Put Passwords in the Right Hands Using Role-Based Access Controls
Are your company’s passwords on a need-to-know basis? How easy would it be for a low-level employee, a recent hire, or a trainee to gain administrative control of one of your critical systems or those of your clients? If it’s a simple matter of loading up a spreadsheet and navigating to the right line, then your company’s password management practices could use some improvement.
In a previous post on this blog, I discussed the three must-haves of a password management system: access control, auditing, and change management. Let’s take a closer look at access control.
Different roles for different folks
If you’re in the IT business, it’s likely your company and its team members work with a number of different clients, each with a different set of passwords required to access their networks, devices, applications, shared online accounts, etc. So it makes sense that you would want to store all those different passwords in a centralized location so that you can retrieve them easily when you have to. But not every member of your team works on every account, and so, not every team member needs access to the credentials required to work on every account. In addition to that, different employees have different levels of authority—different levels of trust granted to them by those in authority at your company.
To account for these differences, what I recommend is role-based access to credential information and, in fact, role-based access to the functions of the password management system itself (the ability to create and change credentials).
How do password role-based access controls work?
In a role-based system, roles are defined according to factors like authority within your organization, accounts worked on, level of training received, and anything else that might differentiate what one employee needs to know from another. Roles are then assigned password access permissions, which can include the ability to view, change, add, or remove credentials, or the ability to do nothing at all without requesting and receiving permission.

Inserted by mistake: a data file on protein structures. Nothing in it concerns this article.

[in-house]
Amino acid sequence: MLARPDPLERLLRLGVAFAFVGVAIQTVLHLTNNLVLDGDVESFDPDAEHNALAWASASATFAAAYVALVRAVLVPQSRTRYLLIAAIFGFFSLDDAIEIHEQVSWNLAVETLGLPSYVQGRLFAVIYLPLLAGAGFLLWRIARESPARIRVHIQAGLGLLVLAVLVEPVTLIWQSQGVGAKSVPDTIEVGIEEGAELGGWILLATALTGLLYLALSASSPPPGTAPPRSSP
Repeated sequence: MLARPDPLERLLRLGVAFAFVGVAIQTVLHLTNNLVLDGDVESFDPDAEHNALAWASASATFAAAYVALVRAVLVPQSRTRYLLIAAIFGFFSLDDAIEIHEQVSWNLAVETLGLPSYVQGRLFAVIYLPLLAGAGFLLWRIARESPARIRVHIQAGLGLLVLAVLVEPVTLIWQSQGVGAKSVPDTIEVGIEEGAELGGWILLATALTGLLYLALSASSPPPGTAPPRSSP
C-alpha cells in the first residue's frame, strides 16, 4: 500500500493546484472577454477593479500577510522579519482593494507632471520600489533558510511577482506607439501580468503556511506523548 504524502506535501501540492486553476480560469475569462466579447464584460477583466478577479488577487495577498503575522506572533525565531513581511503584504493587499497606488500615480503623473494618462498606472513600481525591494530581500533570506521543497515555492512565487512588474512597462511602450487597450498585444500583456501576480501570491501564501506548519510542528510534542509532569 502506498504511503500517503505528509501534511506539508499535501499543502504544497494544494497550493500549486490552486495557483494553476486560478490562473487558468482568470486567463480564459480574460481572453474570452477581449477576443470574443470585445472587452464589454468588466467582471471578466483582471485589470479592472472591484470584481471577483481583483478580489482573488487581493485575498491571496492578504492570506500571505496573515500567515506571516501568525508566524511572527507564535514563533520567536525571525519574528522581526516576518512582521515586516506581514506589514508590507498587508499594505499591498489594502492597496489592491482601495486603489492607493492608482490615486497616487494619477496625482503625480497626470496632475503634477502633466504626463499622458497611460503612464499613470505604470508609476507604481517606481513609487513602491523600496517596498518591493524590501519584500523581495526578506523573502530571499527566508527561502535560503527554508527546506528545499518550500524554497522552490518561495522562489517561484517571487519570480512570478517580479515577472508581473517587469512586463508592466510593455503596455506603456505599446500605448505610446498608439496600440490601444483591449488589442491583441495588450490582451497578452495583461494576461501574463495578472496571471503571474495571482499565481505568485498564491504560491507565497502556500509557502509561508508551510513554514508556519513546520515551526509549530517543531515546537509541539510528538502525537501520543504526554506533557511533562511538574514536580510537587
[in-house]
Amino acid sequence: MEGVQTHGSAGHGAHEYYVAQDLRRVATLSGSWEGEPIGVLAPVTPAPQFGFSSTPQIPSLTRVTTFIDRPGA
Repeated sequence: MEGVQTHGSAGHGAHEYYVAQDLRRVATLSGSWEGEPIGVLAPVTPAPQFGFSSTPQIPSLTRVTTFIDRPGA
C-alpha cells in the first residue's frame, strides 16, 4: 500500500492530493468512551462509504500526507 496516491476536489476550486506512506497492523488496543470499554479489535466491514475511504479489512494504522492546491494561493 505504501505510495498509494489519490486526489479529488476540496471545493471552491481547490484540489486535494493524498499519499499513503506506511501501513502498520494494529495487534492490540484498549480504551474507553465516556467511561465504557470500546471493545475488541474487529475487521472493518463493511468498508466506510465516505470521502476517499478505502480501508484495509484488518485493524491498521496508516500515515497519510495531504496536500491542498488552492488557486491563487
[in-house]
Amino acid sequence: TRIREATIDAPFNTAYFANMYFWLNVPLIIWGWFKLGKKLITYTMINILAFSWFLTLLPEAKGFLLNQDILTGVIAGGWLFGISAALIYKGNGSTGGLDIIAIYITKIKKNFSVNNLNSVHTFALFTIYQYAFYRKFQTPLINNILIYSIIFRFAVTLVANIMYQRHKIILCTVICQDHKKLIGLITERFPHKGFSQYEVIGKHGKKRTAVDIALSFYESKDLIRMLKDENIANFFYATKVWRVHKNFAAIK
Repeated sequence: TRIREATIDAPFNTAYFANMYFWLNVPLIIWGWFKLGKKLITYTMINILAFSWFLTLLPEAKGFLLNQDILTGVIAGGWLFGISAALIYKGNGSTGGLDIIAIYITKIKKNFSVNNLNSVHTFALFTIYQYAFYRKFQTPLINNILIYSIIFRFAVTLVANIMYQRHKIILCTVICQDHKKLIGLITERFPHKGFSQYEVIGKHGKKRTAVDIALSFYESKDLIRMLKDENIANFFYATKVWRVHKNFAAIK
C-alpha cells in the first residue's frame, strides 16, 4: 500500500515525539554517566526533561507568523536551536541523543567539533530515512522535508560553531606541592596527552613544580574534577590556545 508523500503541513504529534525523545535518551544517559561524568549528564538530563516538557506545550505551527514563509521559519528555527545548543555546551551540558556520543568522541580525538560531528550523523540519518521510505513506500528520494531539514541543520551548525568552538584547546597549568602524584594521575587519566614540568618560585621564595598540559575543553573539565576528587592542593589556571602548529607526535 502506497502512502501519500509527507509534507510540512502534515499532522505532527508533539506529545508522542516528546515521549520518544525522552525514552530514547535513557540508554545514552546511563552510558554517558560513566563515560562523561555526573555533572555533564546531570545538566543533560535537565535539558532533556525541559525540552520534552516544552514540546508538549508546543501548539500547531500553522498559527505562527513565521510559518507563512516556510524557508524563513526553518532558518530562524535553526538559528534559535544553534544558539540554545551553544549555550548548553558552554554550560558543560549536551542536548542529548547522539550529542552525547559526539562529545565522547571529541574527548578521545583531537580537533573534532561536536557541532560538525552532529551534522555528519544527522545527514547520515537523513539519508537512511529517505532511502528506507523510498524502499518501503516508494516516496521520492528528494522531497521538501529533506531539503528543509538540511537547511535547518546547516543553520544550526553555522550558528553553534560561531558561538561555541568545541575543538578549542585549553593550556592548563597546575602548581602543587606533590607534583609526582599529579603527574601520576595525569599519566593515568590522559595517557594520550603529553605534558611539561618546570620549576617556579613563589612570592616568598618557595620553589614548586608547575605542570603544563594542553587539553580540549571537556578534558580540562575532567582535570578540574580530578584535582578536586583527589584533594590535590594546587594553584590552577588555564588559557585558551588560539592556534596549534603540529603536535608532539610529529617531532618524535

For example, in a role-based password management system, a junior technician who needs a reminder of the password to access the wireless router for one of your clients can log into the password management system and get that information. But, when that same technician attempts to access a router password for a client he doesn’t service, he will be blocked. That’s because that access hasn’t been assigned to his role. At the same time, a manager who oversees technicians who are assigned to both accounts can access, and if appropriate, change the credential information for both routers.
If that’s not clear, think of it this way: On your office computers or those of your clients, you probably assign each new user to a general account, rather than granting administrative privileges. This prevents users from installing software or making changes that are potentially harmful to the rest of the network. The same should be true for your password management system. Give people an inch and they’ll take a mile. Give employees access to passwords they don’t need and, eventually, someone will misuse that access and make unauthorized changes that could jeopardize your company’s security and your standing with your clients.